Startup Power Couples: Why Shereen Shermak & David Chang Have Goldman Sachs to Thank
This is the third story within our Startup Power Couples series. We'll be highlighting couples who both have a heavy hand in our local tech and venture ecosystem.
Sometimes, people rely on dating apps and setups from friends to find their romantic matches. Other times, apparently all you need is an investment meeting at Goldman Sachs. Case in point: David Chang and Shereen Shermak, who met in such a scenario.
Both members of this husband-wife team are local angel investors. Chang, as you may have seen earlier this week, just became the executive chairman at Feeltr and is known to have previously led previously PayPal's Boston office. Shermak is the founder of Group Growth Capital and was formerly the CEO of Launch Angels.
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We asked the duo some questions, and here's what they had to say about their power couple story.
Olivia Vanni: How did the two of you meet?
David and Shereen: In 1997, the two of us shook hands for the first time in a meeting on the 48th floor of Goldman Sachs headquarters in New York. We still have notes we scribbled during that initial four-person meeting, which included each of our respective managers. Over the next 19 years, our professional paths have run in parallel and we've advised on each others’ efforts, although we haven’t really worked directly on a project together until very recently. A bit of trivia: We’ve had desks and/or offices next to each other at five different places - after Goldman in New York, we’ve been within earshot of each other at offices in the North End, One International Place in the Financial District, Flybridge in the Back Bay and now at DCU/Workbar near South Station.
OV: How do you support one another professionally?
D&S: We have generally been in the same field at the same time, but usually on different sides of the equation or in different roles. It’s really helpful to have someone who understands the issues in the field you’re in but isn’t too close to the situation. Shereen had a theory that Goldman liked to put folks together who worked there, so that you could understand the crazy hours your partner had to work and help them figure out how to deal with any political issues.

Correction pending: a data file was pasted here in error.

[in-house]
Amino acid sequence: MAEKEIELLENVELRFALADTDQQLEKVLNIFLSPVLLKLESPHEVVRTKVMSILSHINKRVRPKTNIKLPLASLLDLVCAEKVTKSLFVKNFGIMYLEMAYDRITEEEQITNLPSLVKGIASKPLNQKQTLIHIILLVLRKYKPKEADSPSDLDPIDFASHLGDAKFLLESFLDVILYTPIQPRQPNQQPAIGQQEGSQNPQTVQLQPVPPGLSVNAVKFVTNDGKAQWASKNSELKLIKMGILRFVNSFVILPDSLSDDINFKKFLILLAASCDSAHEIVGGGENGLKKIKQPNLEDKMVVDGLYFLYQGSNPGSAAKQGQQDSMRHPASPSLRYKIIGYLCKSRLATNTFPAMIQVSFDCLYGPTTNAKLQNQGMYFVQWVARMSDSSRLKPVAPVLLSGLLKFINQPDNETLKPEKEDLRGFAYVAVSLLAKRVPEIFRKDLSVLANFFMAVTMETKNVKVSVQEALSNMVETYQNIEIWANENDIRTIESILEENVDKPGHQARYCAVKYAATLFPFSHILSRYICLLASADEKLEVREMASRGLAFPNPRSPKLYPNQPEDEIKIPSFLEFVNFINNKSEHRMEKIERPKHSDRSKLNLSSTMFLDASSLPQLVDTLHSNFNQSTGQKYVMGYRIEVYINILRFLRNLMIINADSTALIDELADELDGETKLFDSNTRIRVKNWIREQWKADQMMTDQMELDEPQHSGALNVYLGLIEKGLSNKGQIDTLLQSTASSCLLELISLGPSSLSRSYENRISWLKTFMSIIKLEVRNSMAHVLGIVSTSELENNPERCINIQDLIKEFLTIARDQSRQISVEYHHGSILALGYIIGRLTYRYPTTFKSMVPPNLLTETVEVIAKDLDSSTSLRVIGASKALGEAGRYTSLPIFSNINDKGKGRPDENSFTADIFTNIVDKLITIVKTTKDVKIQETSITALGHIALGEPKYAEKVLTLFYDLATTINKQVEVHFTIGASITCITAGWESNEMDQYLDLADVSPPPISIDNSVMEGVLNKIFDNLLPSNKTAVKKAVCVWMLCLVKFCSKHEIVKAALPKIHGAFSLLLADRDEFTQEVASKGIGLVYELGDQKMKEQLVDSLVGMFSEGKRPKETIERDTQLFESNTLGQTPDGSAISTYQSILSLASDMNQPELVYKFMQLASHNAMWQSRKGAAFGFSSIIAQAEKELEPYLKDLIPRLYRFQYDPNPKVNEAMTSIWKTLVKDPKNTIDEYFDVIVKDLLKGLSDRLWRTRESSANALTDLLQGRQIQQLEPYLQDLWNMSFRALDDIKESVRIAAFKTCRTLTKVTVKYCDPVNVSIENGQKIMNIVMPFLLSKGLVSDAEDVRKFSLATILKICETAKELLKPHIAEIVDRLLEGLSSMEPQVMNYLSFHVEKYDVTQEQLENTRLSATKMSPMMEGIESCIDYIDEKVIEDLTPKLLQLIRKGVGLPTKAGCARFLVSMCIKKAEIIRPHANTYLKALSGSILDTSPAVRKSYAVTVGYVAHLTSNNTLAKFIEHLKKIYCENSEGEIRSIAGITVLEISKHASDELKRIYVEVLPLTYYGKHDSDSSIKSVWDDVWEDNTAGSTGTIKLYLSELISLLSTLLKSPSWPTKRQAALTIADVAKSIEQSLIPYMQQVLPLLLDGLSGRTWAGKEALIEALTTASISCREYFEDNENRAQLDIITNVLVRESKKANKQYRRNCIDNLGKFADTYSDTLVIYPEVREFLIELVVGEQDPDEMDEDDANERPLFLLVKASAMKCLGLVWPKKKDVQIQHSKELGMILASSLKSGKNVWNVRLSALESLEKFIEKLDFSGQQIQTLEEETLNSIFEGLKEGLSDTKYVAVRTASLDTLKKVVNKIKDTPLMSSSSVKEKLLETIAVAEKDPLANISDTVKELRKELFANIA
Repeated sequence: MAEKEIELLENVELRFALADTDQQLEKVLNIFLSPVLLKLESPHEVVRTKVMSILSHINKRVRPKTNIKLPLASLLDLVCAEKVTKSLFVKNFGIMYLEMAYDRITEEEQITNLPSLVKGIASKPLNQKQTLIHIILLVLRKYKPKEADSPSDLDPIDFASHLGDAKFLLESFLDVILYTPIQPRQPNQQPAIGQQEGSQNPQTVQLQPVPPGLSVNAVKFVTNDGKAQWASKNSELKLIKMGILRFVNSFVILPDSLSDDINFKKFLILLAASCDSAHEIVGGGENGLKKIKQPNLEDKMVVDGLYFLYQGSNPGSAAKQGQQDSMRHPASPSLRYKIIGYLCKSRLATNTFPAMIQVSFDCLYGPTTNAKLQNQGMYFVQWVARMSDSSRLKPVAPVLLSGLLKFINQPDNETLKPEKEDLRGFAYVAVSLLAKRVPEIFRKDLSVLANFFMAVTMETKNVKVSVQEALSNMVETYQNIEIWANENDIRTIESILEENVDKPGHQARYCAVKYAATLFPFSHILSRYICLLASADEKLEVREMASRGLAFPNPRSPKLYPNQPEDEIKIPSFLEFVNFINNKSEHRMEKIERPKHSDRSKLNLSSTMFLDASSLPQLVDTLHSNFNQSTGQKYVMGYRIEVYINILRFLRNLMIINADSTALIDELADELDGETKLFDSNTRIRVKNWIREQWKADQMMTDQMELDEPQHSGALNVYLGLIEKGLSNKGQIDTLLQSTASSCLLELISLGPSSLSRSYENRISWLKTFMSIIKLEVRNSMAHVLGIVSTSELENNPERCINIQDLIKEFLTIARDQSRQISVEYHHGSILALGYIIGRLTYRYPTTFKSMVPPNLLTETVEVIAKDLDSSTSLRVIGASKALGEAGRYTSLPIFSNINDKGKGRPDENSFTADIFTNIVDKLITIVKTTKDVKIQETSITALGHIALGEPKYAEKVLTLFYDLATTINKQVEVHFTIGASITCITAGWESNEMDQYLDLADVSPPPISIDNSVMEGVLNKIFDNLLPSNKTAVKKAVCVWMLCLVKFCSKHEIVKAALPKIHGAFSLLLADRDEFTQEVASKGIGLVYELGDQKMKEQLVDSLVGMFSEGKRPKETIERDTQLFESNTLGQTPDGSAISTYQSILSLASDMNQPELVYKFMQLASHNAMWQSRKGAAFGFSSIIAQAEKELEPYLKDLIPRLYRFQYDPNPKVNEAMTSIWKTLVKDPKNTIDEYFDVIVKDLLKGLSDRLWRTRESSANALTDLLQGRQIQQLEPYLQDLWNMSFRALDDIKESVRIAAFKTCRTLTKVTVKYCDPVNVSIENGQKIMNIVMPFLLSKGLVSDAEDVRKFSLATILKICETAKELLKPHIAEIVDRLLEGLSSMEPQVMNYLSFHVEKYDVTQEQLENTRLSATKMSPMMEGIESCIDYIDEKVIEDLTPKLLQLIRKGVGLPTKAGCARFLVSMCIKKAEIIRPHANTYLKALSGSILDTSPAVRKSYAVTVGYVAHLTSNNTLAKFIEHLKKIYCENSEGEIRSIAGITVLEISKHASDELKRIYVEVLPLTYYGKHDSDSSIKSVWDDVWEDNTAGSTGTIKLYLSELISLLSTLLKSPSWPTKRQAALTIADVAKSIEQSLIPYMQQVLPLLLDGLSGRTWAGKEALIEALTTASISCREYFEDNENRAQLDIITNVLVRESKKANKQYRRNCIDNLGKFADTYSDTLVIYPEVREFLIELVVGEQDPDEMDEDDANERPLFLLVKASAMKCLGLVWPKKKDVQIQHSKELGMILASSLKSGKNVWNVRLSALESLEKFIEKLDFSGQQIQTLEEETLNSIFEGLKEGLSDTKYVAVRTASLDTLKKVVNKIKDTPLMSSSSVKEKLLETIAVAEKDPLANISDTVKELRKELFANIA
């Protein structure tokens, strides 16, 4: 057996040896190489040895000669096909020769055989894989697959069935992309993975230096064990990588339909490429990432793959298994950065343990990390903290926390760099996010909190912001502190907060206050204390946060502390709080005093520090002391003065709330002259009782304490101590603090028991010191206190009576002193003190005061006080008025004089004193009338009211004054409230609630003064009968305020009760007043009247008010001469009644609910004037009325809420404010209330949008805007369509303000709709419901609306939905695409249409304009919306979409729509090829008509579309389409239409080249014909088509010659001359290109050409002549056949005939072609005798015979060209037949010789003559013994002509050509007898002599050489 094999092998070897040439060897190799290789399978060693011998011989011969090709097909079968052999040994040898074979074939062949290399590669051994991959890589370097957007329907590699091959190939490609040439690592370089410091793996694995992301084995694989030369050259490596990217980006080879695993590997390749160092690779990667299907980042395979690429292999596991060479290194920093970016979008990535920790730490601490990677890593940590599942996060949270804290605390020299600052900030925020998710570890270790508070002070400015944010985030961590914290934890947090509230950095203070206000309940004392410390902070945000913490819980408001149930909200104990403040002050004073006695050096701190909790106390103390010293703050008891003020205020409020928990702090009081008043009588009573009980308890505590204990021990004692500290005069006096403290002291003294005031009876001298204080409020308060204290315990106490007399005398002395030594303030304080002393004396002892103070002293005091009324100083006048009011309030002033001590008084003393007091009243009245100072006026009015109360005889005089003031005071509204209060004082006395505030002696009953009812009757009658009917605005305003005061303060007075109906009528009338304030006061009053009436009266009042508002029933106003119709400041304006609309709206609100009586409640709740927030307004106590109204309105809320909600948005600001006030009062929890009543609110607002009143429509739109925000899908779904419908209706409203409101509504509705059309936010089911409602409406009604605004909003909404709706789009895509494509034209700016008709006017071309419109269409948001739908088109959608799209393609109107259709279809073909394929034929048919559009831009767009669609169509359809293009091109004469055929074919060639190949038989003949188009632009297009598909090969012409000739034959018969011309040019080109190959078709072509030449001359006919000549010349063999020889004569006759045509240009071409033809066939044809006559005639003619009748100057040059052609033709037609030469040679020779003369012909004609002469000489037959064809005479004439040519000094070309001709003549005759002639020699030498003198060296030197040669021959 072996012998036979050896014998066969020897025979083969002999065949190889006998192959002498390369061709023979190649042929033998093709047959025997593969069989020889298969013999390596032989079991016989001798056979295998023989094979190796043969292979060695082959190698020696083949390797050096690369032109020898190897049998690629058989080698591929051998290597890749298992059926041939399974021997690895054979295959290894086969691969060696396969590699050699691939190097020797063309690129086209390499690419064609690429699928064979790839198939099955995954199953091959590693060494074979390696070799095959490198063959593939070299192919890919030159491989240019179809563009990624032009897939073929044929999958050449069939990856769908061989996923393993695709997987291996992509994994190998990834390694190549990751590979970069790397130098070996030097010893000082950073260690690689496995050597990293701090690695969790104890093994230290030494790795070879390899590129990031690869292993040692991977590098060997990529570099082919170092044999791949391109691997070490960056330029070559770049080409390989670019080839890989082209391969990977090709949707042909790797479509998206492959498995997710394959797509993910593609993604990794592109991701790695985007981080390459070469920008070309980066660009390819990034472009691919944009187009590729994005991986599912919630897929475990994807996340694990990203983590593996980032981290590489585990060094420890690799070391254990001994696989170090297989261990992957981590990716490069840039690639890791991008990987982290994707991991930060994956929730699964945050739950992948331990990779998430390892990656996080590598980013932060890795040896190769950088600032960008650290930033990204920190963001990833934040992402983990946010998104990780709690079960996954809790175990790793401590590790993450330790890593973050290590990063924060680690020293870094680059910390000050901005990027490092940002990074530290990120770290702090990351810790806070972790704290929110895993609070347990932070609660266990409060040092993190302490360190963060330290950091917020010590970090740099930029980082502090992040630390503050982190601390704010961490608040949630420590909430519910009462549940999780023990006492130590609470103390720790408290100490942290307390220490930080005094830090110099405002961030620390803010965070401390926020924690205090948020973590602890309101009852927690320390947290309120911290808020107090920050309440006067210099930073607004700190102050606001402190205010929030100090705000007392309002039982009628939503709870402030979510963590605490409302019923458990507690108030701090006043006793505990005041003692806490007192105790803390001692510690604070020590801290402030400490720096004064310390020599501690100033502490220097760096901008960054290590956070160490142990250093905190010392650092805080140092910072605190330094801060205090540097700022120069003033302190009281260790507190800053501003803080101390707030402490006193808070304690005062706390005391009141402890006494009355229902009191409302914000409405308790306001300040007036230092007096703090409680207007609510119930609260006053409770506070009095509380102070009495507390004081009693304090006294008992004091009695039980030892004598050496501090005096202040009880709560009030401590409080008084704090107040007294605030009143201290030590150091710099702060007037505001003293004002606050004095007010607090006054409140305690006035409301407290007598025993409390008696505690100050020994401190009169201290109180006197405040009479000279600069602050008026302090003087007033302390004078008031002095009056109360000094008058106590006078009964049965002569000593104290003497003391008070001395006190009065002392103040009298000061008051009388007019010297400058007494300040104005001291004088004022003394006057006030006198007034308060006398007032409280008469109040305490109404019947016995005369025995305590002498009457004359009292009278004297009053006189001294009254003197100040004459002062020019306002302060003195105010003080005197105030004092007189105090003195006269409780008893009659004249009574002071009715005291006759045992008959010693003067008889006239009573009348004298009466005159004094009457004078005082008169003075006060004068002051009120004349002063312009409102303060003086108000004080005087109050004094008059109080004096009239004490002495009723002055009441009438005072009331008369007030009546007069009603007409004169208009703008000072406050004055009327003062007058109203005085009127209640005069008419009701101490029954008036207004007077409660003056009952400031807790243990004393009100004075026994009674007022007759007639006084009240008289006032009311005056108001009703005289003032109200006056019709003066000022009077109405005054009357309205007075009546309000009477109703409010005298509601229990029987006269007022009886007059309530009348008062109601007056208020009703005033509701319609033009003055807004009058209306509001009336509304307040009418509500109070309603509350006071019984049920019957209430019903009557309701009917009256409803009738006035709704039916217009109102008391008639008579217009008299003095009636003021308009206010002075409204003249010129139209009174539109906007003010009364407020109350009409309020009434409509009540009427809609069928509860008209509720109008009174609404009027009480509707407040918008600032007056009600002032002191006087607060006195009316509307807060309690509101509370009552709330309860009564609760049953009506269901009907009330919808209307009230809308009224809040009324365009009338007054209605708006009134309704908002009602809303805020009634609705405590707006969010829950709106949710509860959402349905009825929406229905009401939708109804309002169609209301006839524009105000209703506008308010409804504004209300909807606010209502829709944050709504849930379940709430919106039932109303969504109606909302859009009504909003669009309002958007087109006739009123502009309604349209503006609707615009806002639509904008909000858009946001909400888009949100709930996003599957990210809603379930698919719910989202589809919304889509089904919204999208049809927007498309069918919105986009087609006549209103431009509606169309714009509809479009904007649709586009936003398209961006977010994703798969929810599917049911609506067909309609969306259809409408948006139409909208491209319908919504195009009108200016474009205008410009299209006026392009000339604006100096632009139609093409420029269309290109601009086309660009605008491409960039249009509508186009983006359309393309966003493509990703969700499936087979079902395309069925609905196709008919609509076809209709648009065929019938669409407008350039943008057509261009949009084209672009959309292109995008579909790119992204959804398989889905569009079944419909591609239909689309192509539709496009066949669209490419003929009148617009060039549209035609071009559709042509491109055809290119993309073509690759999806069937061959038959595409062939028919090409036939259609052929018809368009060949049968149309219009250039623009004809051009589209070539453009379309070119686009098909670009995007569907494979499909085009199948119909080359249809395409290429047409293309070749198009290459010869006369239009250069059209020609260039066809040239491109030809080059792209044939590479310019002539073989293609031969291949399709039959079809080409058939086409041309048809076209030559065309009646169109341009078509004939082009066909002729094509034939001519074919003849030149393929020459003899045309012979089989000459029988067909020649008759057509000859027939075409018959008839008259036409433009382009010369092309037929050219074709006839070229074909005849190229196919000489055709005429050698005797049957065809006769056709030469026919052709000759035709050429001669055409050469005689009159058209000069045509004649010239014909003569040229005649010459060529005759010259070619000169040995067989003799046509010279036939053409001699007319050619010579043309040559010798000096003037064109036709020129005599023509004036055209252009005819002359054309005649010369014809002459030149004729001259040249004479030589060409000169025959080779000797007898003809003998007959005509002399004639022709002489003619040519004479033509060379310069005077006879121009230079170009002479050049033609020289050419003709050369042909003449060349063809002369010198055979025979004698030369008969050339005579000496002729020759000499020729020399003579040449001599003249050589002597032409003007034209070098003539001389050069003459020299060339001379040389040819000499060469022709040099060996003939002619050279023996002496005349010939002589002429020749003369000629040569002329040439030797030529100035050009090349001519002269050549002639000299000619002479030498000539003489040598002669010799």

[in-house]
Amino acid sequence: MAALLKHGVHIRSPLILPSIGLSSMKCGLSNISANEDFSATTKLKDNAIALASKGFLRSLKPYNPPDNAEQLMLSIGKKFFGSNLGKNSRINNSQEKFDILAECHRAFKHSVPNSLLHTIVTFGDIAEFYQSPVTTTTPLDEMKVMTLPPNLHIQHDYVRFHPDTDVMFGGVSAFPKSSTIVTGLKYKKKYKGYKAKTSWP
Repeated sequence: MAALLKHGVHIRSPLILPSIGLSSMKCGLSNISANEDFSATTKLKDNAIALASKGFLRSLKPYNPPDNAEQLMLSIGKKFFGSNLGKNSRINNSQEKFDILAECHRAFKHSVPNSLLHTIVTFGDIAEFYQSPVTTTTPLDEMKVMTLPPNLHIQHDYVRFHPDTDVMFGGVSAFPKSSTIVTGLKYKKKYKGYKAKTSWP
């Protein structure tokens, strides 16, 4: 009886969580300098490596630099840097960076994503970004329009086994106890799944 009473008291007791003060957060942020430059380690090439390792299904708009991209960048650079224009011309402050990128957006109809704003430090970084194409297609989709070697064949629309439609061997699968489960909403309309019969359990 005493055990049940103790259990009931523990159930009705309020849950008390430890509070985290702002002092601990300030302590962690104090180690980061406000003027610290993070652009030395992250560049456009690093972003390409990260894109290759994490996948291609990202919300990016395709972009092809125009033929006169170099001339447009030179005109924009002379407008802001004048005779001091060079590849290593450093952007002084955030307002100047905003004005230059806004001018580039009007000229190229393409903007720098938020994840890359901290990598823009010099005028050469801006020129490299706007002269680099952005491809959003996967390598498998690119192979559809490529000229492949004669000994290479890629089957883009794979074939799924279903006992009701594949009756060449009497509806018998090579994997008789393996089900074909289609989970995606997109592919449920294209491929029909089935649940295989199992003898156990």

Historically, one of us has taken a steady, beta kind of job while the other does something more alpha and risky. At any given time, our interests have differed (e.g., Shereen focused on investing while David focused on operating a startup), even though there're lots of overlaps in our actual skills/qualifications. We’ve joked that we could wake up on any given Monday and switch roles and do a reasonable job with the other person’s job.
We both left full-time roles on the same day in February 2015, and have taken on riskier projects, which has given us great flexibility and been a lot of fun. For angel investment opportunities, we have very different leads based on our distinct interests and networks, like mobile versus fintech. Historically, we’ve made different angel investments, but have recently been collaborating more as we find ways to apply our different areas of focus to help startups in complementary ways. We recently had a liquidity event for a startup Shereen persuaded David to co-invest in, so it’s likely that we’ll roll some of those returns back into new startup investments.
OV: How are the household responsibilities divided between the two of you?
D&S: We basically decide on chores by assigning them to whoever hates doing them the least, and that was pretty clear. They are roughly evenly divided, including childcare and routine household stuff. We both think we each do 55 percent of the total load, so, in theory, our house should be spotless due to the extra 10 percent (we haven’t figured out why the math doesn’t work).
OV: Any pet peeves about the other one?
D&S: We are on totally different time schedules - Shereen is an early bird at the gym at 5:30 a.m. and cringes at the thought of David going at 10 p.m. at night. But we would make very good castle sentries. Also, David reads instruction manuals cover to cover, while Shereen throws them out with the packaging and just gets moving. People really are one or the other.
OV: What do you admire most about the other person?
D&S: Shereen admires David’s ability to network and enjoy it. David admires Shereen’s ability to make decisions on limited data and lead a team to execute on it.